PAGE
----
Shame on you, Ravens fans

October 17, 2011 | Peter Dilutis

Everyone around Baltimore takes pride in talking about how great of an advantage M&T Bank Stadium is for the Ravens. We all like to call ourselves passionate fans who live and die with the Purple and Black.

For the most part, Baltimore football fans deserve their props. Every Ravens game is sold out in minutes every single year, and the Ravens are historically one of the best home teams in the NFL. Clearly, the atmosphere at M&T Bank Stadium has a lot to do with that success.

That being said, for as great as Ravens fans are when things are going well, they tend to lose perspective very quickly when things are going even slightly awry.

Follow PeterDiLutis on Twitter

Just as the players can have off days, so too can the fans, and Sunday was a perfect example of that.

The Ravens carried a 3-1 record into the game against Houston, with two of those three wins coming in dominating fashion over the Pittsburgh Steelers and New York Jets, two teams pegged as top AFC contenders.

Most anyone who knows football will tell us that the Ravens are at worst a top five or so team in the NFL right now. In fact, this Ravens team very well may be the best Ravens team ever. There are only a handful of teams in the AFC that have a realistic shot to make the Super Bowl, and the Baltimore Ravens are clearly one of them.

This has been a special start to a potentially legendary season in Baltimore.

At the very least, this is a damn good football team that has gotten off to as good of start as could be expected.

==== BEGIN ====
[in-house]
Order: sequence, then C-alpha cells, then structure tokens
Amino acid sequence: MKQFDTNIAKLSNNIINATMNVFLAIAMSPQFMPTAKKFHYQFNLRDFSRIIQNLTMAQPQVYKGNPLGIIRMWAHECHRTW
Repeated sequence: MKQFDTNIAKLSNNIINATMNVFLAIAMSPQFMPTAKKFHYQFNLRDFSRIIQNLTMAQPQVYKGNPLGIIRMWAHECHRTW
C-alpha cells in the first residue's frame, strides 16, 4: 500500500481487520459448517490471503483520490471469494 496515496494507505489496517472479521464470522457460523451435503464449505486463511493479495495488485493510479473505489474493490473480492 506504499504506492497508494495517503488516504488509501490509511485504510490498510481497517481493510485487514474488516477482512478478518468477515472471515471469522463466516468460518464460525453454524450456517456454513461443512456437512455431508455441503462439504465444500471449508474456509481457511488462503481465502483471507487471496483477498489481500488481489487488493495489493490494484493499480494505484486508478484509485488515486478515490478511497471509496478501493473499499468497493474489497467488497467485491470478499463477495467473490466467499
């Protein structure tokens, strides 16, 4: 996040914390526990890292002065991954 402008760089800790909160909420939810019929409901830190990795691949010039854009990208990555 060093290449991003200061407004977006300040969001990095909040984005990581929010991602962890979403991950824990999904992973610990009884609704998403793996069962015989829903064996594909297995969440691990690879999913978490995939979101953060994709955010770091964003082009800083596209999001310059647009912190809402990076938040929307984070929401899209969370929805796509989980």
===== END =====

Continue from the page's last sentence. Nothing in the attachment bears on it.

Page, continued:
Fast forward to Sunday afternoon. In the middle of the third quarter, Houston led the game 14-13. The Ravens had just gotten the ball back after watching Houston take the lead, and they went on to receive a delay of game penalty on third down and long.

Nothing major, right? I don’t know, ask the fans. The majority of the stadium booed the team after the delay of game penalty. Seriously.


Really? You’re going to boo this Ravens team down one point in the 3rd quarter? Are you kidding me?

Who exactly were you booing? Joe Flacco, the man who was 39-20 in his Ravens career heading into Sunday’s game?

The offensive line, who has come together very nicely after never playing a snap as a unit prior to the start of the regular season?

Ray Rice? Anquan Boldin?

Coach Harbaugh?

I really want to know what the point of those boos were.

Are we so spoiled here in Charm City that we expect the Ravens to lead for 60 minutes of every game?

The Ravens went on to win the game 29-14. They didn’t allow another point after the Texans took that 14-13 lead. Baltimore beat a fellow first place team by 15 points.

Yet they had to be serenaded with boos in the process.

After all this team has accomplished so far this season, they had to look around in the stands Sunday in the midst of a close game against a first place team and watch all of their great, passionate, and loyal fans boo them as though they were down by 25 to Curtis Painter and the Colts.

Let’s gain some perspective here folks. This is a very special football team. They are extremely well coached. They don’t get into trouble off the field. They’re visible and active in the community.

Most importantly, they win. They win often.

Shame on you, Ravens fans, for not thinking about all of that before you created a boo festival in the 3rd quarter of the fifth game of the season that your team ended up winning to improve to 4-1.

Shame on you.